Tuesday morning in Austin, TX at the annual ECS meeting, Secretary of Education Margaret Spellings revealed the states that had been approved for a differentiated accountability pilot. Her speech is notable for a variety of arguments and symbolism. Many are designed to further education as a civil right to keep the few remaining supporters of a botched law close. The text from her speech follows.

For this post I am going to harp on one failed analogy from Spelling's speech in this excerpt:

Which brings me to my next point, using data to support innovation for greater student gains.

Customization has already improved every other aspect of our lives. We have computers built to order...eyeglasses in an hour...and most web sites know what I want before I do. Yet while other fields rocket ahead, our education system is trapped in the industrial age. If Rip Van Winkle woke up today, classrooms would be the only thing he'd recognize. The term "24/7" has no relevance in education because we're still clinging to an outdated notion of 6 hours a day, 180 days a year.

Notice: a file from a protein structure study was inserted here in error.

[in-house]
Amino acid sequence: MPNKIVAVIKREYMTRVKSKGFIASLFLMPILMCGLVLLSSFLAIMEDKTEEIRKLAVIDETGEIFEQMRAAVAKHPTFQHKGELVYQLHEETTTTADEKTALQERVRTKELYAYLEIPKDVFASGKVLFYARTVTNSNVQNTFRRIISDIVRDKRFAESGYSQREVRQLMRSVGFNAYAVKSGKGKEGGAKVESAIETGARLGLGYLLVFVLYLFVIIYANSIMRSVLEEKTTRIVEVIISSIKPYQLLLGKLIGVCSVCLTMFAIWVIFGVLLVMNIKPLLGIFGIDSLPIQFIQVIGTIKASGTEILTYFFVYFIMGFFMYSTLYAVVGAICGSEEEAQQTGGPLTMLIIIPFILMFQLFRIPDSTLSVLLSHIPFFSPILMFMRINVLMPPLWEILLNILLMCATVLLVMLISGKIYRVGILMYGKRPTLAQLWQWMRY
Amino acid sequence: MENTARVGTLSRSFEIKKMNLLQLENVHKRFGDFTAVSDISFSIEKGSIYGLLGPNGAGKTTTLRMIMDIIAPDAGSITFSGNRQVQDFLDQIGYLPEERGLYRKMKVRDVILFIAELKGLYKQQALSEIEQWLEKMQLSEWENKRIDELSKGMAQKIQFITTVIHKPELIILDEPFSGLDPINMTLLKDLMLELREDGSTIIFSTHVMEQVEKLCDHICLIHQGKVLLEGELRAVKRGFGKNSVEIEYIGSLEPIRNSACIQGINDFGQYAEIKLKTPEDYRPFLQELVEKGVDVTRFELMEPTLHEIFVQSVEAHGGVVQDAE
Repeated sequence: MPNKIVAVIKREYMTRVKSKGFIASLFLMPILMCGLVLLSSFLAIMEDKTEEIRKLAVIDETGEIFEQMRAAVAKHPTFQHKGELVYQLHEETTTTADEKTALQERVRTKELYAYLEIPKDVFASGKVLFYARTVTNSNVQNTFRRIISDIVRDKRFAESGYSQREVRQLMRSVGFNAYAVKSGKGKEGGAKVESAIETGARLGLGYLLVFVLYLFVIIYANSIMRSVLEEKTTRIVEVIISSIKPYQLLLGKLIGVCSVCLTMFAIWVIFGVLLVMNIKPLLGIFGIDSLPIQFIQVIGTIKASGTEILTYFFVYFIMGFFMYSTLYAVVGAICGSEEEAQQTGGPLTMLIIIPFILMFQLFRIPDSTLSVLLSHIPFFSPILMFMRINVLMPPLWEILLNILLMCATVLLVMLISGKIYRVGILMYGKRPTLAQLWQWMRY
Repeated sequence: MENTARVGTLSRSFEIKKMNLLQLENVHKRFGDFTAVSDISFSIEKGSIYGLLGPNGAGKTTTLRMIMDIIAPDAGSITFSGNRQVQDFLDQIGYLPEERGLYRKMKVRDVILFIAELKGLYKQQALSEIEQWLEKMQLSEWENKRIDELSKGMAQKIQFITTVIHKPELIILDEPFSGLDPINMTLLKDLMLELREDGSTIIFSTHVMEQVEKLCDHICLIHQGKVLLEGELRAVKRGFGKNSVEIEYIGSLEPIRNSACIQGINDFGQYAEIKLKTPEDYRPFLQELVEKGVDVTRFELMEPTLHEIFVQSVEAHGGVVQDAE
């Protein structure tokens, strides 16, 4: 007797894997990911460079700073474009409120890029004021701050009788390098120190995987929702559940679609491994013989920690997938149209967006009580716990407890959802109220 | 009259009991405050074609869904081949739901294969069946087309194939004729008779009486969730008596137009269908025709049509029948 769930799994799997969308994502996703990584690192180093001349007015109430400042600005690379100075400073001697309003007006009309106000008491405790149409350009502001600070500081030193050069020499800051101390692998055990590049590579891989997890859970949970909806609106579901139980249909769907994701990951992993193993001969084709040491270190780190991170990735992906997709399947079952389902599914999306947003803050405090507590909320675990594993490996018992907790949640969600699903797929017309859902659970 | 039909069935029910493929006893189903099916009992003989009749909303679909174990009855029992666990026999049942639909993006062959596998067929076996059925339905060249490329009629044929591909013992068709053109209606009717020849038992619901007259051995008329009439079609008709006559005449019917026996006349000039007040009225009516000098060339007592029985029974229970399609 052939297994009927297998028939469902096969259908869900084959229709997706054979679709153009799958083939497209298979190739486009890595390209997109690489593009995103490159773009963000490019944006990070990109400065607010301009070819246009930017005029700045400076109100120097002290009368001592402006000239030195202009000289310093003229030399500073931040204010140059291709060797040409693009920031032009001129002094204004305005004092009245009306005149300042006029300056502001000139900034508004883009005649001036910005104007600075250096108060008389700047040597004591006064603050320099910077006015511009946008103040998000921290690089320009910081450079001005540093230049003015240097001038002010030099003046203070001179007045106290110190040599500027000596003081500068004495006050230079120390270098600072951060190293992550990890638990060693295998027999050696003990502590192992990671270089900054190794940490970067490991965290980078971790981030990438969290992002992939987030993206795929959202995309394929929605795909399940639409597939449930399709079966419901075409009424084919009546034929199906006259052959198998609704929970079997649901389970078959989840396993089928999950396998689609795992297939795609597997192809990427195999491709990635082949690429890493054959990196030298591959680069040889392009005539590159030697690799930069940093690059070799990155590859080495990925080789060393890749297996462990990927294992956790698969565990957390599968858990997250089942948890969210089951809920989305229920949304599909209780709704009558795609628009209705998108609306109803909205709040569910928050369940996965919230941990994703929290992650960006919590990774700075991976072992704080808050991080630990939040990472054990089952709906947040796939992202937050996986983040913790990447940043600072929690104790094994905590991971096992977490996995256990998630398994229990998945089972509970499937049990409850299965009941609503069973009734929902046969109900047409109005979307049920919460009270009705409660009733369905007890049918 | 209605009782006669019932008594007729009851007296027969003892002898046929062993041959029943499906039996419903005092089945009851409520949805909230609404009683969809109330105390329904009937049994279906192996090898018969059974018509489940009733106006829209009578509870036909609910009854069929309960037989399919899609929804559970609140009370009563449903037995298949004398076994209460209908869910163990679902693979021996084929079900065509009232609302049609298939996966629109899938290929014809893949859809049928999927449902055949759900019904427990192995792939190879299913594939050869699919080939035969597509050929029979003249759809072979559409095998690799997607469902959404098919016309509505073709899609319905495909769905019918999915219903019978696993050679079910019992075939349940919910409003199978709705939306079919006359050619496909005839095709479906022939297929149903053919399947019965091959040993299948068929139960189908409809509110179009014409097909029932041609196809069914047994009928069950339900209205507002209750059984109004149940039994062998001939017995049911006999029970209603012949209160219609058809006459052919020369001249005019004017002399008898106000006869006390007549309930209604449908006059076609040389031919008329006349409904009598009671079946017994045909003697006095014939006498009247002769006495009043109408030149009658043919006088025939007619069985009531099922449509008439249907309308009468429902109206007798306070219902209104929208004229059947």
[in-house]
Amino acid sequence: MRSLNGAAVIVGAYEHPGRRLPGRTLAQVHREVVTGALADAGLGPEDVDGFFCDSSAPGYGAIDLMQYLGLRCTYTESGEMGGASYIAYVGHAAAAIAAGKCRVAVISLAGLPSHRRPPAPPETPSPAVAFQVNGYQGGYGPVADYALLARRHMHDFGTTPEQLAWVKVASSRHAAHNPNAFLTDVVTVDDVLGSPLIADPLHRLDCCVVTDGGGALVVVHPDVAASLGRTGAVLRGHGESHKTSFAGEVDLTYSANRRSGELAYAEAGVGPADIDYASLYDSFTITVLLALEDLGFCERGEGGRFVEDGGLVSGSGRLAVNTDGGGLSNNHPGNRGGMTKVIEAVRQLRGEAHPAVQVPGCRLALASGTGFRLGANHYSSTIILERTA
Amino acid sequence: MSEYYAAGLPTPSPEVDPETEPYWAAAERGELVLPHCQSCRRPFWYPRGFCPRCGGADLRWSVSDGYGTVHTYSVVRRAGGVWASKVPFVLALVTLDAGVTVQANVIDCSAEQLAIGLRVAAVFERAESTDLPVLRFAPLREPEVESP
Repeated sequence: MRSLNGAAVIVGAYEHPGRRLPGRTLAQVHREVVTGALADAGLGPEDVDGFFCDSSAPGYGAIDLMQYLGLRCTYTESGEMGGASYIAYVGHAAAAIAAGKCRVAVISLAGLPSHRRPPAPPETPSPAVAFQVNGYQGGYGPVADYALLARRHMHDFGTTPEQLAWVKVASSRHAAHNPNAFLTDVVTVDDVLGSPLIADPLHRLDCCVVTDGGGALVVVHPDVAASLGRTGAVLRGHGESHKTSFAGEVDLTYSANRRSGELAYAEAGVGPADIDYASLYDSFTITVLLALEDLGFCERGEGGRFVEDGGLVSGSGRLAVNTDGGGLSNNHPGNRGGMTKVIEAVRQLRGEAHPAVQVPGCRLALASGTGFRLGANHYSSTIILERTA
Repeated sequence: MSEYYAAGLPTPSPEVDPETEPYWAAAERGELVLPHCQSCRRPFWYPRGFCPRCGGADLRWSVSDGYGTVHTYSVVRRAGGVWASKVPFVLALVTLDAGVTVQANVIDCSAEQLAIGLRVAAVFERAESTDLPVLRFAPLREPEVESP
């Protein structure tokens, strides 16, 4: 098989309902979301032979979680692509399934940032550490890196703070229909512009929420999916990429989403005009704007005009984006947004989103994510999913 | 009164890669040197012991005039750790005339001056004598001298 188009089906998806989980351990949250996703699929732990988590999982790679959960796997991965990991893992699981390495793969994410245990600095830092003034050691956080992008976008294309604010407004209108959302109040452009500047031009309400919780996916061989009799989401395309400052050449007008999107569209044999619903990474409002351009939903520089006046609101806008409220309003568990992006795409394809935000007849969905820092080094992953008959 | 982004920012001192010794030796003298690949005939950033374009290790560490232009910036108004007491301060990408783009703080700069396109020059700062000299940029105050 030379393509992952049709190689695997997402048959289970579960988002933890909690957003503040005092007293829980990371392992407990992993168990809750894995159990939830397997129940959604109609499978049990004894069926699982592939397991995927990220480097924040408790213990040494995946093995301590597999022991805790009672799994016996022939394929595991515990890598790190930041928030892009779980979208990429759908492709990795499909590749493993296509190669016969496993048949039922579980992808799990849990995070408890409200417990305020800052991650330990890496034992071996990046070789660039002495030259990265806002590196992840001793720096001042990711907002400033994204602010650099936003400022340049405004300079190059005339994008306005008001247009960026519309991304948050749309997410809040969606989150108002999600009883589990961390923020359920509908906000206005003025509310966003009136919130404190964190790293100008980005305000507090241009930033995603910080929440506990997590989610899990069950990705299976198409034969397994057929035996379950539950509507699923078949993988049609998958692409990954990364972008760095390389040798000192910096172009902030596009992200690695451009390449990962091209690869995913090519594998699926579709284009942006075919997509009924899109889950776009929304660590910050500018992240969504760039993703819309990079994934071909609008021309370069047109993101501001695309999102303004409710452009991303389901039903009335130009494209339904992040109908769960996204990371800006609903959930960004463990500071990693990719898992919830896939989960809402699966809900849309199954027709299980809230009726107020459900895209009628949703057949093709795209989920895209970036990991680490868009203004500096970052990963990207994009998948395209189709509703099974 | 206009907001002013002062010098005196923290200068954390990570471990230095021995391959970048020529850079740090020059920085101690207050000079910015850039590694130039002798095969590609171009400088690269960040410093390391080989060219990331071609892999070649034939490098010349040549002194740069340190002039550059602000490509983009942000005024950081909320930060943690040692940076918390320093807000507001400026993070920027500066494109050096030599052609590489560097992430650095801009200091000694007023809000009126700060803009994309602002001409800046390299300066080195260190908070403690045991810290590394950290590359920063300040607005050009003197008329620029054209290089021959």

Spellings thinks that the fields that produce Lens Crafters, Dell, and whatever web site she visits that "knows" what she wants before she does (I've never been to any site like that) "have rocketed ahead" of education. That's pretty incredible given how commoditized and old those technologies are. More so incredible, given that her analogies are purely consumeristic. The consumerism that she admires is in most ways antithetical to the hard work, concentration, deep learning, and subject mastery those original inventions/innovations required. Well then, you might say, her analogies are proper; she's talking about the hard work it takes to innovate. Right?